Archive for April, 2012

Wanted: Historic Sites and Landmarks

4Culture’s Arts, Heritage, and Preservation programs are accepting applications through May 11, 2012, for historic sites and designated landmarks in King County to be included in the 2013 Historic Site(s)-Specific series. Through this initiative, 4Culture seeks to increase the role of art in strengthening our county residents’ sense of history and place, and inspire our creative community to engage with the stories that define us as individuals and as a culture.

In recent years, Site Specific programs have included historical performances at Masonic lodges, heritage gardens, the Saar Pioneer Cemetery in Kent, and a contemporary arts festival throughout the entire Moore theatre building in downtown Seattle. Based on the initial success of these ventures, 4Culture is happy to extend the opportunity for King County historic sites to be a part of this exciting program. Apply to host a creative collaboration at your facility. Download the application page from 4Culture’s website.

Register Now for RevitalizeWA 2012

Registration is open for RevitalizeWA 2012! Join the Washington Trust for Historic Preservation for its Statewide Preservation and Main Street Conference to be held at Campbell’s, Lake Chelan’s Waterfront Resort in historic downtown Chelan. The conference will feature a variety of sessions and tours relating to the revitalization of our historic communities and resources on May 23 and 24. Pre-conference workshops will take place on May 22. For details, go to the Trust’s website.

Celebrate the 50th Anniversary of the Seattle World’s Fair!

Fifty years ago today on April 21, 1962, the Seattle World’s Fair opened! Today and through the next six months, we celebrate this anniversary with The Next Fifty. Visit Seattle Center today and participate in the festivities! Of note is the opening ceremony starting at 10:30 am and the unveiling of the new MOHAI exhibit on the fair. Learn more on the Seattle Center website for Next Fifty events and activities.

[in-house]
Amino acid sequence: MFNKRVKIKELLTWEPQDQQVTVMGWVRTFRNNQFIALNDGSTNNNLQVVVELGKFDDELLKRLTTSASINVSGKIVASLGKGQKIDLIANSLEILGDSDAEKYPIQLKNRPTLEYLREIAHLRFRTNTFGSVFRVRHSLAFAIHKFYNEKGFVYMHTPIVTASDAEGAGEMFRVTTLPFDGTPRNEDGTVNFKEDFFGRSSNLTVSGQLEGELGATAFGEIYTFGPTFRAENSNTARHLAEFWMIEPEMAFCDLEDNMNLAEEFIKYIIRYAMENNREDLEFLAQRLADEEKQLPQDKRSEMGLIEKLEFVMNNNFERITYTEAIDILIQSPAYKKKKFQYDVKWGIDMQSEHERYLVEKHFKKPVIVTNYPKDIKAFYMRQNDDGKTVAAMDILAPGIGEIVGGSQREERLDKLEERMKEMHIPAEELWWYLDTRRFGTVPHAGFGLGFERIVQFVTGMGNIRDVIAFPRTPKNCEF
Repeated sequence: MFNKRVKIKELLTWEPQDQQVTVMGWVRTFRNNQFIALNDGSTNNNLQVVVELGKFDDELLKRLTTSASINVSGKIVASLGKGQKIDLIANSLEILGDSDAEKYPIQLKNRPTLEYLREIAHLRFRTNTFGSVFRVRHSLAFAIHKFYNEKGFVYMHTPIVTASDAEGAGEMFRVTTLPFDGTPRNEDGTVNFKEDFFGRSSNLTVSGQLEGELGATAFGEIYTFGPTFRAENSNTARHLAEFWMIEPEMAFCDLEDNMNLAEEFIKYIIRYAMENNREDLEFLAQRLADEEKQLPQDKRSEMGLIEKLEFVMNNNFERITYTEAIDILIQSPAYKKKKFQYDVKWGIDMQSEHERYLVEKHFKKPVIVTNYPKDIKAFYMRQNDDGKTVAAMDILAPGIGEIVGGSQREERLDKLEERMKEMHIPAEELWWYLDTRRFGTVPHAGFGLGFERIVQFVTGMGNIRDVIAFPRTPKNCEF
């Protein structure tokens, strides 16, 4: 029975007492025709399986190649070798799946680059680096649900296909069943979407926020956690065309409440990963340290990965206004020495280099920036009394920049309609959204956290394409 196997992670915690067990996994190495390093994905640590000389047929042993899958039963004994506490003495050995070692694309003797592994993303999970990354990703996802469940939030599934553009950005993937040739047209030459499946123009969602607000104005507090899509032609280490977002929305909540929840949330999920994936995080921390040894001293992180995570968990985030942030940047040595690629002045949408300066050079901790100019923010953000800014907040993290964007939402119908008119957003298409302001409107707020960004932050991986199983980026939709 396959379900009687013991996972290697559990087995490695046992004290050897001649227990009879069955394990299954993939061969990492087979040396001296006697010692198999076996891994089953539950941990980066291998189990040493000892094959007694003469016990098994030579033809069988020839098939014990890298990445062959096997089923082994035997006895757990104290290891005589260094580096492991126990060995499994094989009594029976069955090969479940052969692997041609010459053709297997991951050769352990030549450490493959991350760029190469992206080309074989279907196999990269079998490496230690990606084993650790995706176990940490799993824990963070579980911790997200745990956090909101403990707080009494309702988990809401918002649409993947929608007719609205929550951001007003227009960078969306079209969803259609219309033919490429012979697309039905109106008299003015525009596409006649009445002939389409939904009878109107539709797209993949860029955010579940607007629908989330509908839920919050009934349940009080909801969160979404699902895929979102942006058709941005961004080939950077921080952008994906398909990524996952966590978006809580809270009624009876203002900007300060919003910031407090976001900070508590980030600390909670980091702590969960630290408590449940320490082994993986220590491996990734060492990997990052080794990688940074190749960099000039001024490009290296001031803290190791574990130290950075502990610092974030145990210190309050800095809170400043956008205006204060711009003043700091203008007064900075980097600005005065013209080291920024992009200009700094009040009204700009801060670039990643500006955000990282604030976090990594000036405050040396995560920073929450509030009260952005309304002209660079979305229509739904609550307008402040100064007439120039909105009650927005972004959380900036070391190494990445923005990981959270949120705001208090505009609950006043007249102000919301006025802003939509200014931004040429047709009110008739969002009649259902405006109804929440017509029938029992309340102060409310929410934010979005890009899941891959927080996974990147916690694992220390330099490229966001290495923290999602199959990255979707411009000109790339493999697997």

New Website/Blog – Welcome to the Future: Century 21 and Living Modern

As a project of The Next Fifty, Docomomo WEWA and Historic Seattle present a three-part lecture series in June 2012 at Seattle Center celebrating the architectural legacy of the Seattle World’s Fair. The two organizations also just launched its project website/blog, www.century21mod.com. Check it out!

(Image credit: Courtesy Seattle Public Library Century 21 Collection)

From Bobo to the Bubbleator: Seattle Social and Cultural Context in ’62
Knute Berger, June 5, 2012

Northwest Architects of the Seattle World’s Fair
Susan Boyle, June 12, 2012

Modern Building Technology
Theodore Prudon, June 19, 2012

For details and tickets, go to www.century21mod.com.

Sponsored by Historic Seattle, Docomomo WEWA, The Next Fifty, 4Culture, National Trust for Historic Preservation and Pacific Science Center.

Historic Seattle Building Renovation Fair – Saturday, April 14